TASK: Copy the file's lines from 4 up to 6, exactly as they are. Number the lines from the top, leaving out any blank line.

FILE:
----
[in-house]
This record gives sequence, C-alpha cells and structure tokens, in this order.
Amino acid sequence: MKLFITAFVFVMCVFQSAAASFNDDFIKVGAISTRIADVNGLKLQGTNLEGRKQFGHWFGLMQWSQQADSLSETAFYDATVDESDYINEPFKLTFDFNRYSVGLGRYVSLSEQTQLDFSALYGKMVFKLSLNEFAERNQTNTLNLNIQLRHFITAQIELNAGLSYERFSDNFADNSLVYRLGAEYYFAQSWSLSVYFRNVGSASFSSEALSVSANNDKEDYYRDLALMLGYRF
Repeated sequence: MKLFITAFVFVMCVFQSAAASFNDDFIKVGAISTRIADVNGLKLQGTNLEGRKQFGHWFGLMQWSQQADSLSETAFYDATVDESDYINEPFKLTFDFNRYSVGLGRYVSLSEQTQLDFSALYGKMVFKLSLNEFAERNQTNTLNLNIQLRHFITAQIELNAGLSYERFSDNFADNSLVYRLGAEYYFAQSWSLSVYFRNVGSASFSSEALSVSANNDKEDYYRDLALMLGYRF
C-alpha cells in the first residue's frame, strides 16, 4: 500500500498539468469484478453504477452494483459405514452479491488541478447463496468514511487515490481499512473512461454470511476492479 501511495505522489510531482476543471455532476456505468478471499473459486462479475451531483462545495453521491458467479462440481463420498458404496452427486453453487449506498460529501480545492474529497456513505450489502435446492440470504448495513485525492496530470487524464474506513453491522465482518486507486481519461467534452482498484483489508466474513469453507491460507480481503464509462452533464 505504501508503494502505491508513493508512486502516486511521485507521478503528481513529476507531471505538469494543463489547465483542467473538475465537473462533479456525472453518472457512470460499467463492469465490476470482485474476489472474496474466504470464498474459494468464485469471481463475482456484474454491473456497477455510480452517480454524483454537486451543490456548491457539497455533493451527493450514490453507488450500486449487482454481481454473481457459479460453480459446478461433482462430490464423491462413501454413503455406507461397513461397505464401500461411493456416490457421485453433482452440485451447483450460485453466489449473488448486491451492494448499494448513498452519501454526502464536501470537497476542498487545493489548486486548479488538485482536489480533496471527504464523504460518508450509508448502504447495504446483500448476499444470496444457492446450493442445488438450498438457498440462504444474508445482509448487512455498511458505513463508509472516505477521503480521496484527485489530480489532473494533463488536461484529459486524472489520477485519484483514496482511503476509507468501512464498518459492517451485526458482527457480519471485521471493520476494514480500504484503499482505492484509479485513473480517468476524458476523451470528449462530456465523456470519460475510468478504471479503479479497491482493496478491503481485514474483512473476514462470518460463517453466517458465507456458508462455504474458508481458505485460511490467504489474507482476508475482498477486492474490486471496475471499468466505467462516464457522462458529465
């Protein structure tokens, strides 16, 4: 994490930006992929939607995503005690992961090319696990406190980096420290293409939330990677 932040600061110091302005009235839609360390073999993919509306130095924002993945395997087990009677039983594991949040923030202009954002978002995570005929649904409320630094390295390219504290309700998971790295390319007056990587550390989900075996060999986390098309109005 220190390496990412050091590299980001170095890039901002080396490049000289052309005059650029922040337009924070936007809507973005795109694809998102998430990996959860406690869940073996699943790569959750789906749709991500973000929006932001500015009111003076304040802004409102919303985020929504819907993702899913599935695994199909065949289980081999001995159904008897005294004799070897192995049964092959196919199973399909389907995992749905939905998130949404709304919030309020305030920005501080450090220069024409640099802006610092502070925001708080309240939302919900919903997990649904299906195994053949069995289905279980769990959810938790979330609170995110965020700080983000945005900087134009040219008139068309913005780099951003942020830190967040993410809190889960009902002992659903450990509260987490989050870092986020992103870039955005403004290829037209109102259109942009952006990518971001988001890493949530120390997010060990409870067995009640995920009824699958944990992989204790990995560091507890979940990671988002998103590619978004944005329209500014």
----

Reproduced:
Repeated sequence: MKLFITAFVFVMCVFQSAAASFNDDFIKVGAISTRIADVNGLKLQGTNLEGRKQFGHWFGLMQWSQQADSLSETAFYDATVDESDYINEPFKLTFDFNRYSVGLGRYVSLSEQTQLDFSALYGKMVFKLSLNEFAERNQTNTLNLNIQLRHFITAQIELNAGLSYERFSDNFADNSLVYRLGAEYYFAQSWSLSVYFRNVGSASFSSEALSVSANNDKEDYYRDLALMLGYRF
C-alpha cells in the first residue's frame, strides 16, 4: 500500500498539468469484478453504477452494483459405514452479491488541478447463496468514511487515490481499512473512461454470511476492479 501511495505522489510531482476543471455532476456505468478471499473459486462479475451531483462545495453521491458467479462440481463420498458404496452427486453453487449506498460529501480545492474529497456513505450489502435446492440470504448495513485525492496530470487524464474506513453491522465482518486507486481519461467534452482498484483489508466474513469453507491460507480481503464509462452533464 505504501508503494502505491508513493508512486502516486511521485507521478503528481513529476507531471505538469494543463489547465483542467473538475465537473462533479456525472453518472457512470460499467463492469465490476470482485474476489472474496474466504470464498474459494468464485469471481463475482456484474454491473456497477455510480452517480454524483454537486451543490456548491457539497455533493451527493450514490453507488450500486449487482454481481454473481457459479460453480459446478461433482462430490464423491462413501454413503455406507461397513461397505464401500461411493456416490457421485453433482452440485451447483450460485453466489449473488448486491451492494448499494448513498452519501454526502464536501470537497476542498487545493489548486486548479488538485482536489480533496471527504464523504460518508450509508448502504447495504446483500448476499444470496444457492446450493442445488438450498438457498440462504444474508445482509448487512455498511458505513463508509472516505477521503480521496484527485489530480489532473494533463488536461484529459486524472489520477485519484483514496482511503476509507468501512464498518459492517451485526458482527457480519471485521471493520476494514480500504484503499482505492484509479485513473480517468476524458476523451470528449462530456465523456470519460475510468478504471479503479479497491482493496478491503481485514474483512473476514462470518460463517453466517458465507456458508462455504474458508481458505485460511490467504489474507482476508475482498477486492474490486471496475471499468466505467462516464457522462458529465
């Protein structure tokens, strides 16, 4: 994490930006992929939607995503005690992961090319696990406190980096420290293409939330990677 932040600061110091302005009235839609360390073999993919509306130095924002993945395997087990009677039983594991949040923030202009954002978002995570005929649904409320630094390295390219504290309700998971790295390319007056990587550390989900075996060999986390098309109005 220190390496990412050091590299980001170095890039901002080396490049000289052309005059650029922040337009924070936007809507973005795109694809998102998430990996959860406690869940073996699943790569959750789906749709991500973000929006932001500015009111003076304040802004409102919303985020929504819907993702899913599935695994199909065949289980081999001995159904008897005294004799070897192995049964092959196919199973399909389907995992749905939905998130949404709304919030309020305030920005501080450090220069024409640099802006610092502070925001708080309240939302919900919903997990649904299906195994053949069995289905279980769990959810938790979330609170995110965020700080983000945005900087134009040219008139068309913005780099951003942020830190967040993410809190889960009902002992659903450990509260987490989050870092986020992103870039955005403004290829037209109102259109942009952006990518971001988001890493949530120390997010060990409870067995009640995920009824699958944990992989204790990995560091507890979940990671988002998103590619978004944005329209500014």